Sutter's Mill Meteorite Considered Scientific Gold
September 11, 2013

Sutter’s Mill Meteorite Provides Evidence Of Molecules Available To The Early Earth

April Flowers for - Your Universe Online

Researchers from Arizona State University (ASU) have made an important discovery about the possible inventory of molecules available to the early Earth.

Sandra Pizzarello, a research professor in ASU's Department of Chemistry and Biochemistry, led the team in examining the Sutter's Mill meteorite - which exploded in a blazing fireball over California last year - to find that it contains organic molecules not previously found in any meteorites. These findings, published in Proceedings of the National Academy of Science, show that there was a far greater availability of extraterrestrial organic molecules than previously thought possible. This new inventory could have been important in molecular evolution and life itself.

Pizzarello's team was comprised of geologist Lynda Williams, NMR specialist Gregory Holland and graduate student Stephen Davidowski, all from ASU.

Sutter's Mill, California, is also the site of the original gold discovery that led to the 1849 California Gold Rush. Doppler weather radar detected the falling meteor traveling at about 64,000 miles per hour over the Sierra Nevada, which allowed for rapid recovery by scientists and the chance to study a primitive meteorite with little exposure to the elements. This provided the most pristine look yet at the surface of primitive asteroids.

“The analyses of meteorites never cease to surprise you ... and make you wonder,” explained Pizzarello. “This is a meteorite whose organics had been found altered by heat and of little appeal for bio- or prebiotic chemistry, yet the very Solar System processes that lead to its alteration seem also to have brought about novel and complex molecules of definite prebiotic interest such as polyethers.”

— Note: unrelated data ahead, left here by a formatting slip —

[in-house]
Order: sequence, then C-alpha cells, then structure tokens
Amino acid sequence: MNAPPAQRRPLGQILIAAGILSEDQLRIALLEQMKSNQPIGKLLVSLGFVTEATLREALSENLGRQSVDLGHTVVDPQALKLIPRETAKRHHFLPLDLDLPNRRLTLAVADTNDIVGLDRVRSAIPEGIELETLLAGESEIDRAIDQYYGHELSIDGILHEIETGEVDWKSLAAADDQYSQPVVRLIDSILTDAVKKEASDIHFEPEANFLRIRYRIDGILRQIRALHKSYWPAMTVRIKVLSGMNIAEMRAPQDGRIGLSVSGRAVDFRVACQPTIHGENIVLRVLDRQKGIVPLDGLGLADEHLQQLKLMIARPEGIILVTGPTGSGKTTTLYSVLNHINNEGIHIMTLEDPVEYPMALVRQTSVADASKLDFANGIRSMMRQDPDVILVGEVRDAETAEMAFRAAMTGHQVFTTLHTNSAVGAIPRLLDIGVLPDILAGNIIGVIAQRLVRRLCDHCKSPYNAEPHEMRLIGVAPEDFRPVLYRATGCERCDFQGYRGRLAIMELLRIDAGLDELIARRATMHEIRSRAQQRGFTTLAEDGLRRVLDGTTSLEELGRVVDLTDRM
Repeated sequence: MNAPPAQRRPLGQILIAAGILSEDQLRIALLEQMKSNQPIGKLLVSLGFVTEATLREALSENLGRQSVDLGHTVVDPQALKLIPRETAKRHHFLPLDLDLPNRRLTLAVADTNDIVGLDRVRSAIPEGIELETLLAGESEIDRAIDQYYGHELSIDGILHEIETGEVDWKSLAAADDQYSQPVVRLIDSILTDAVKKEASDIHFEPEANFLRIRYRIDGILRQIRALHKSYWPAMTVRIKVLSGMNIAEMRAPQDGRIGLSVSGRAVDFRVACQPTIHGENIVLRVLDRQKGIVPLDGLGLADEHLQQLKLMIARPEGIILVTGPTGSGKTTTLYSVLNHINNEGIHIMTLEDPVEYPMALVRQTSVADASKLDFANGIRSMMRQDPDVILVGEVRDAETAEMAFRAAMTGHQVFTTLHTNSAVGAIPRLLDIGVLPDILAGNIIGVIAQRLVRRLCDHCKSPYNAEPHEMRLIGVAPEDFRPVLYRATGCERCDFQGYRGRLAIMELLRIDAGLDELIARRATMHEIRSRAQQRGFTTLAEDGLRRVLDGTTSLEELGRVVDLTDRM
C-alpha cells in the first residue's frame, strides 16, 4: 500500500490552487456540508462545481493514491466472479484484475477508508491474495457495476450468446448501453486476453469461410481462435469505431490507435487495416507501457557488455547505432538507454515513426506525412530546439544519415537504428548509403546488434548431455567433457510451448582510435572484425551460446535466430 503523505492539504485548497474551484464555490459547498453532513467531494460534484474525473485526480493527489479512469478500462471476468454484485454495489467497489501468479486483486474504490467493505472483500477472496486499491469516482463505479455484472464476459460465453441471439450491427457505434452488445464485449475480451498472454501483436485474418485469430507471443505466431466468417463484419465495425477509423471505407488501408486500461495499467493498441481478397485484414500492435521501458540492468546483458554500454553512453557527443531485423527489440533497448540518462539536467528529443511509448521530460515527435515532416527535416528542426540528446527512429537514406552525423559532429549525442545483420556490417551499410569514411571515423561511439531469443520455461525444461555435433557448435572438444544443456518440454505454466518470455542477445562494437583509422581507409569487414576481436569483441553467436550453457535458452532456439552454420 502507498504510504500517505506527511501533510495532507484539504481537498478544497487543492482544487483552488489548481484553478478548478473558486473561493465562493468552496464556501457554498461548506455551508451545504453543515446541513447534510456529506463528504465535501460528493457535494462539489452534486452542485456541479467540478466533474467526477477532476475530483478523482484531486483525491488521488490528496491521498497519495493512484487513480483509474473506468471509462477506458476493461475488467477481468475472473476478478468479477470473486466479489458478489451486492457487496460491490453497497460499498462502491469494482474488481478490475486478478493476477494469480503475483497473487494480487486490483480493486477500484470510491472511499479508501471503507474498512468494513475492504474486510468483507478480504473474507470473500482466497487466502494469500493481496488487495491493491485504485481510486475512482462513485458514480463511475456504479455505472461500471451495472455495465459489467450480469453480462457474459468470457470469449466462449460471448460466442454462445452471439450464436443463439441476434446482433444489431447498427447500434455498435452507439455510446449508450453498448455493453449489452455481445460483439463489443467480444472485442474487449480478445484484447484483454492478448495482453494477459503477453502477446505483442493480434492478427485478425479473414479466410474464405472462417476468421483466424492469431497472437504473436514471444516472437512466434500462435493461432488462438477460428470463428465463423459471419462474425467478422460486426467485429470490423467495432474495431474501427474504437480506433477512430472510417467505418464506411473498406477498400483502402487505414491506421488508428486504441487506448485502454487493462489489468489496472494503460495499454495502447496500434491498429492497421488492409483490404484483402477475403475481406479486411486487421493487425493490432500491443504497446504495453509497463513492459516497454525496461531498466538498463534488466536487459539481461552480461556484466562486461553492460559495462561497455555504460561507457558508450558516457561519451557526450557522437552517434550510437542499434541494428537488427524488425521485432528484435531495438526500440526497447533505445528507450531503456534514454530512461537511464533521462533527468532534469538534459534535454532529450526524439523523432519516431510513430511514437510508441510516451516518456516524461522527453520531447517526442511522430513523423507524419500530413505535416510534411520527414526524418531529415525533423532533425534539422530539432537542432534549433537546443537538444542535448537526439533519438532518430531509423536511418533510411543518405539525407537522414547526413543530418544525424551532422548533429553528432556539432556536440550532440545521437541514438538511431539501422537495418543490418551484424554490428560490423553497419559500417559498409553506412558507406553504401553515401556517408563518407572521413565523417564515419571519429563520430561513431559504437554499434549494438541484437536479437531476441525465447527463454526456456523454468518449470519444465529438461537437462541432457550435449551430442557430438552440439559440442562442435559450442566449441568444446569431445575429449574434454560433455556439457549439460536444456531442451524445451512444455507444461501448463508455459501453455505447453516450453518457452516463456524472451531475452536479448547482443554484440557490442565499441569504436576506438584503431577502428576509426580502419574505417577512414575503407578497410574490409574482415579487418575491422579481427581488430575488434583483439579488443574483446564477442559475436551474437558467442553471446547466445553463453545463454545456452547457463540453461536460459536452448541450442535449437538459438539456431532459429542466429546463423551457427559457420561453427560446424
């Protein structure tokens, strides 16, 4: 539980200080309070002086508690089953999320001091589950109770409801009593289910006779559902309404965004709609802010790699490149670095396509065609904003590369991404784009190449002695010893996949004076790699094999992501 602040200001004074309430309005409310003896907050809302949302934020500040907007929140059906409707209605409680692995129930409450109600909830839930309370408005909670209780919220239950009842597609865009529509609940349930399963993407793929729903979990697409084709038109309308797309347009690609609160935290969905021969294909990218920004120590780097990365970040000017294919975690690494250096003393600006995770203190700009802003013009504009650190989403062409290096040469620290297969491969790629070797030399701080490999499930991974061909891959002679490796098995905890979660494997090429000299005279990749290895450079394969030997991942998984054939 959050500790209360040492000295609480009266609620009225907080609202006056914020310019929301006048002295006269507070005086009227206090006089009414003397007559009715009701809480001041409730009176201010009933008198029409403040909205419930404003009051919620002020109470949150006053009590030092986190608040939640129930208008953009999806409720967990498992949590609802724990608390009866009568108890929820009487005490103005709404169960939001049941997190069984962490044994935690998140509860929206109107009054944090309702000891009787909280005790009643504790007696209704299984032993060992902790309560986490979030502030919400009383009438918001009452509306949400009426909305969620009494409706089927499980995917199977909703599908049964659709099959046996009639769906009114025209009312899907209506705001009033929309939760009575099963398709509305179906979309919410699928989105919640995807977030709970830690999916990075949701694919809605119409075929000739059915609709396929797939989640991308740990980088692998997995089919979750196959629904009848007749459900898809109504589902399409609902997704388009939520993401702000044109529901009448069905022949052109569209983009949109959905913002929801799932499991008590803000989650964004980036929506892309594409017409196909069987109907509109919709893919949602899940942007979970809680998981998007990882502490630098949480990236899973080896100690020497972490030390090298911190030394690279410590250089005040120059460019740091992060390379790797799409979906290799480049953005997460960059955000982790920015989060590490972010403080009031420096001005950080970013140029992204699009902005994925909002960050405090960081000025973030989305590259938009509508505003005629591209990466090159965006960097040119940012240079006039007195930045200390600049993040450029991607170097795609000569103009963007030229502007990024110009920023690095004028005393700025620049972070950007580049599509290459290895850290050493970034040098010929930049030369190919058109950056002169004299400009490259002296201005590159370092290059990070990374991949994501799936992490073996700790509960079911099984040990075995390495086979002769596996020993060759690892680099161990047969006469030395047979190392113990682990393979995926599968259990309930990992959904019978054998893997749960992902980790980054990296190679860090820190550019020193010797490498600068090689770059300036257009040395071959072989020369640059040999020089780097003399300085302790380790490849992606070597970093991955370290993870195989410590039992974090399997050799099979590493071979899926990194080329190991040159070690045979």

The meteor fragments were hydrothermally treated, then the team detected the compounds released by gas chromatography-mass spectrometry. The experiments mimicked early Earth environments - proximity to volcanic activity and impact craters - with hydrothermal conditions. These conditions released a complex mixture of oxygen-rich compounds, the probable result of oxidative processes that occurred in the parent body. These compounds include a variety of long chain linear and branched polyethers, whose number is quite bewildering.

This discovery opens the door for further debate about whether the delivery of organic compounds produced in extraterrestrial environments to the early Earth by comets and meteorites might have aided the molecular evolution that preceded the origins of life.

This is by far not the first time the Sutter's Mill meteorite has been studied. In 2012, redOrbit's Lee Rannals reported that a team of scientists from the American Museum of Natural History studied the Sutter's Mill meteorite, finding that it is an unusual example from a rare group known as carbonaceous chondrites. These types of meteorites are some of the oldest material in the solar system.

"Several fragments were sent to laboratories around the world for analysis of the meteorite’s mineralogy and structure. The Sutter’s Mill meteorite was classified as a CM chondrite, C standing for carbonaceous–high in carbon content–and M standing for the group’s type specimen," Rannals reported.